Biofuels can help fight poverty and climate, declares Brazilian President

Ethanol generates more than one million jobs in Brazil - both directly and indirectly - 'with higher than average salaries', said Brazilian President Lula da Silva in an interview with the European Parliament before last week's EU-Brazil Summit.

In response to what he thought about the connection between biofuels and the impact on environment, President da Silva said: “Biofuels are a great hope in terms of fighting climate change.”

He also said that the ‘fight’ competes with food production – especially in Brazil where under-nutrition is still a problem – but that “the Brazilian experience shows that biofuels can actually contribute to fighting poverty.”

President da Silva said that a recently-launched bio-diesel programme now provides work opportunities for tens of thousands of small land owners, especially in economically depressed regions in the northeast. Ethanol substitutes about 40% of all the gasoline consumed in Brazil, and bio-diesel is also expected to play an increasingly important role.

Brazil is the world’s largest exporter of ethanol and is viewed as a biofuel pioneer, where fuel drawn from sugar cane was used to launch a programme in the country thirty years ago. The United States is the largest global producer of ethanol, which it develops from maize.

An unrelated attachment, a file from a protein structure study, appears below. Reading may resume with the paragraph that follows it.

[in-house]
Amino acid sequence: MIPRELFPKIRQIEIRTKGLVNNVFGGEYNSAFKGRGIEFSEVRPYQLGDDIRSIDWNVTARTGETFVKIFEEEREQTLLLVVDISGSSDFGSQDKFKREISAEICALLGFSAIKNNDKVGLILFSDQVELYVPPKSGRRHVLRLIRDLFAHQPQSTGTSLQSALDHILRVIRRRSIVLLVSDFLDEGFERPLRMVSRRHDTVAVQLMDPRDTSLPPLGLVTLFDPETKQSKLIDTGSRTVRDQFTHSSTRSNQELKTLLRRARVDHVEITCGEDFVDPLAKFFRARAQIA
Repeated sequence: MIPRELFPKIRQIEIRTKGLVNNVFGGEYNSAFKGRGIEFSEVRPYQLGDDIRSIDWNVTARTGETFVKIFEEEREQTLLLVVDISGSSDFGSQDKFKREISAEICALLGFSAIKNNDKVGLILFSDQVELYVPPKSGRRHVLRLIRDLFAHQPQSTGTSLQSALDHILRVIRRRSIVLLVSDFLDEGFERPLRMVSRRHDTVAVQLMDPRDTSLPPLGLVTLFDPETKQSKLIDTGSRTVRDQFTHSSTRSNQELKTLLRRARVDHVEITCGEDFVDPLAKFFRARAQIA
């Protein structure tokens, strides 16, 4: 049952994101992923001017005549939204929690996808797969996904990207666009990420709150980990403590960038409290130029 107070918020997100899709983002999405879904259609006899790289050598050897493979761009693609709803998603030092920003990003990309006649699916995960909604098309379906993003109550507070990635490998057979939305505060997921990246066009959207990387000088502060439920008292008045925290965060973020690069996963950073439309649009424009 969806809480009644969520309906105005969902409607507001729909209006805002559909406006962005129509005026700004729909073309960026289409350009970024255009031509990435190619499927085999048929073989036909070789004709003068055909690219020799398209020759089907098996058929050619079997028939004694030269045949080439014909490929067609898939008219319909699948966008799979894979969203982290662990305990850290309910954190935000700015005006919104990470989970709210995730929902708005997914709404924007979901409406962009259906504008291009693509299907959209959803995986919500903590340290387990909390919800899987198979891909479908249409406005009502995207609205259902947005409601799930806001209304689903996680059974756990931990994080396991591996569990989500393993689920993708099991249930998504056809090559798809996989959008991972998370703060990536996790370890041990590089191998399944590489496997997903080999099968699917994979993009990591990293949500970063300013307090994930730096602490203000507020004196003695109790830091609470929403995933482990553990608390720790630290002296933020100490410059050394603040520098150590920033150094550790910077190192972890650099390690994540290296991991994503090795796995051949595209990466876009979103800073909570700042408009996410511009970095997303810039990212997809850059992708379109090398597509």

With international oil prices soaring and focus on environmental impact, Brazil is now seen at the global forefront for use of biofuels.

In the interview with European Parliament, President da Silva said:

“The vast majority of developing countries are net importers of petroleum, and these countries stand to gain from the development of local sources of energy that could reduce oil imports.”

However, there has been criticism from environmentalists saying that ethanol production in Brazil may be causing damage to the Amazon Rain Forest – a claim that is strongly denied.

At the EU Summit, President da Silva said that the production of Brazil’s biofuels was being undermined because of environmental concern.

The use of biofuels is seen as vital by European Parliament, with the EU aiming to use 10% of biofuel in the petrol and diesel sector by 2020.

Dana Gornitzki

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